by Gilbert Wells Sing ho for the bloody battlefield! Sing ho for the carnage red! Sing ho for groaning wounded! Sing ho for the silent dead! Sing ho for the murd'rous bayonet! Sing ho for the shrieking shell! Sing ho for the flight to heaven And the swifter flight to Hell.' That was the song of the soldier, as he sat in 'The Old Black Bull,' Then he told how in hottest fighting he always had kept cool; And his comrades all applauded as if every word were true, But they didn't believe a word he said, for they were soldiers too! He told of the midnight marches, he told of the night attacks. Of the deadly mountain conflicts he'd had with the savage blacks; He told how he'd saved the colours by the use of his sword-arm strong, When an aged stranger entered and sat 'midst the soldiers throng; And the aged stranger listened to those tales of war's alarms, Then he emptied another man's pewter, and he spoke with outstretched arms. He spoke with an air impressive, he spoke with a dauntless mien, And he spoke with words incisive, and with gestures neat and clean; And the soldier lads all listened to the aged stranger's tale, And whenever his pot was empty they filled it again with ale. I remember... 'tis years ago now,' the aged one began, I shudder e'en now to think of the terrible risks I ran. Alone I stood facing thousands, alone 'gainst a howling horde— Alone, not a single companion—alone, without even a sword! I could see how their wicked eyes glittered... They were mad with the lust for blood— How could I stem the torrent of this threatening Human flood? Alone! And still I was fearless, the mob I still defied, 'This rock shall fly from its firm base as soon as I!' I cried. That was the fateful signal, the howling yells rose higher, And I stood there in my glory as the scoundrels opened fire; And the missiles hit the landscape all round with a sickening splodge, But I still stood there uninjured, for I was a devil to dodge! And the howling mob grew fiercer, like demons let at large, And e'vry moment I stood there I expected the fiends to charge. Then a shell came whistling towards me as I stood in that perilous place, And I dodged too late to avoid it, and it caught me full in the face! You talk of the fumes of lyddite, and their poisonous, gaseous smell, And their—Bah! I say they are nothing to the fumes of that awful shell!' He shook at the recollection, he paused with a frightened frown And as all listened for the finish the aged man sat down. 'But how is it,' they shouted in chorus, ''that you live to tell-the tale?' Then the aged one shuddered and answered with a weird, unearthly wail, The scene was the Theatre Royal of a Midland mining town, And as soon as the shell had hit me they rang the curtain down. My friends, pray excuse my emotion, your pardon I humbly beg— The fatal shell that had hit me, was an antediluvian egg!'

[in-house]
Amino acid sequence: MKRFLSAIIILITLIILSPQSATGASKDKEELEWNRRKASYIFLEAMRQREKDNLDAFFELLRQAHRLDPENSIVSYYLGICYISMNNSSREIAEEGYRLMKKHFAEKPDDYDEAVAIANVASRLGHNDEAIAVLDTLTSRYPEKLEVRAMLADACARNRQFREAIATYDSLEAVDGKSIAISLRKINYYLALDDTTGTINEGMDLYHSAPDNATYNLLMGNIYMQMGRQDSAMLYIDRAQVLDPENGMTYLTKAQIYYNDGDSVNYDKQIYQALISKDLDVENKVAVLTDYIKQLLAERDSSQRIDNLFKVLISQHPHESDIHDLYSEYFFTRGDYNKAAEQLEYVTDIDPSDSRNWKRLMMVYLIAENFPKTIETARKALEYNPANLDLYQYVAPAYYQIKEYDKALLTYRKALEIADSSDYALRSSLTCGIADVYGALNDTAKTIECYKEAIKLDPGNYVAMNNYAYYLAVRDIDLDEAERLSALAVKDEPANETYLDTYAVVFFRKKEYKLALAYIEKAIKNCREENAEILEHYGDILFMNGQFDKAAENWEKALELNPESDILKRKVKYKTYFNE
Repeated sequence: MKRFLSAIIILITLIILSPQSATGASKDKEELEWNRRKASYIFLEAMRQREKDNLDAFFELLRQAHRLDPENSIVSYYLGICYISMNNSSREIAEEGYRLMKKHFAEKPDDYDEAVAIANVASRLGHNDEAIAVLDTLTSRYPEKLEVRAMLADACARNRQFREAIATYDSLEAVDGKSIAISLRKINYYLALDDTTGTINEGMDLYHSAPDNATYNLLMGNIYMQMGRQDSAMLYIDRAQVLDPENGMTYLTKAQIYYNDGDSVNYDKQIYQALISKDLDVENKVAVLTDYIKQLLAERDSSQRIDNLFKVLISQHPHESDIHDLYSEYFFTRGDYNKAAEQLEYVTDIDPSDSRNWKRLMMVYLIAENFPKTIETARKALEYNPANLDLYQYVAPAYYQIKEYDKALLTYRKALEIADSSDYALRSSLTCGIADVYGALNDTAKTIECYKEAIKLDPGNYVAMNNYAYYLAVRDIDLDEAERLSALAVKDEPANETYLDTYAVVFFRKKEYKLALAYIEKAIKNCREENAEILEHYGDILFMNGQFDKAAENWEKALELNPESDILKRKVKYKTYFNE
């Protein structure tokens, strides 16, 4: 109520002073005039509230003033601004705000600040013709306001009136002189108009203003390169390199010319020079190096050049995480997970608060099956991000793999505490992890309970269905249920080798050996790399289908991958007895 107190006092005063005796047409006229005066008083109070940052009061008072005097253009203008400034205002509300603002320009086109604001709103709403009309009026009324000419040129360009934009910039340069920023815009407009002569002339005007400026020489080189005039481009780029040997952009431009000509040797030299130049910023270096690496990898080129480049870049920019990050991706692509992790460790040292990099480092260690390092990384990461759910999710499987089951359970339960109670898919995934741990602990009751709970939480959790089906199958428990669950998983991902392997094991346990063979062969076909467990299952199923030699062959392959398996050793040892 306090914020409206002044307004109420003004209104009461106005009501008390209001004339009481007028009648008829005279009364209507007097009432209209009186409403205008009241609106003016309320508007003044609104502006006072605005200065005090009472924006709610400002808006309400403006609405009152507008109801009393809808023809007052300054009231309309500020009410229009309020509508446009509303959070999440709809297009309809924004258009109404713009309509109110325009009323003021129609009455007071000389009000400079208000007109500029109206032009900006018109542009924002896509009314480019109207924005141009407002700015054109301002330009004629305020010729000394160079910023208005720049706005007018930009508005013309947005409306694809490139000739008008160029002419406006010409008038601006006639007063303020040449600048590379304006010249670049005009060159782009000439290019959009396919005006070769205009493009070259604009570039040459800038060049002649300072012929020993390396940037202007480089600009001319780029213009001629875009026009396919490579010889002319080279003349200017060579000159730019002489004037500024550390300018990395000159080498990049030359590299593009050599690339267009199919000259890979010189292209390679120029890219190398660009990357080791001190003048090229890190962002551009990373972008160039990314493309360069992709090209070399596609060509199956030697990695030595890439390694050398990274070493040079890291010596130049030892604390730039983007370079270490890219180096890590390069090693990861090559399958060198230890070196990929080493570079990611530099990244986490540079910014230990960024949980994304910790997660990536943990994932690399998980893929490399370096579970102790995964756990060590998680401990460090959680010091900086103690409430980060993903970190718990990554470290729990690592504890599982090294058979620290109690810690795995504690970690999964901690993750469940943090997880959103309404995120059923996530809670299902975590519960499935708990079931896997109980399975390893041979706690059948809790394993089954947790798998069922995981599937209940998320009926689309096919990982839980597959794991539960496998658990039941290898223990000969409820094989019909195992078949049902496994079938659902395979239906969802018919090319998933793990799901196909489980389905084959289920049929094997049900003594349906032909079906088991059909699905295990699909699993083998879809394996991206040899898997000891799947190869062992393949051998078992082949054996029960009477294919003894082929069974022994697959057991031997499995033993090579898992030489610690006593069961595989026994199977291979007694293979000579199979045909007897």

The end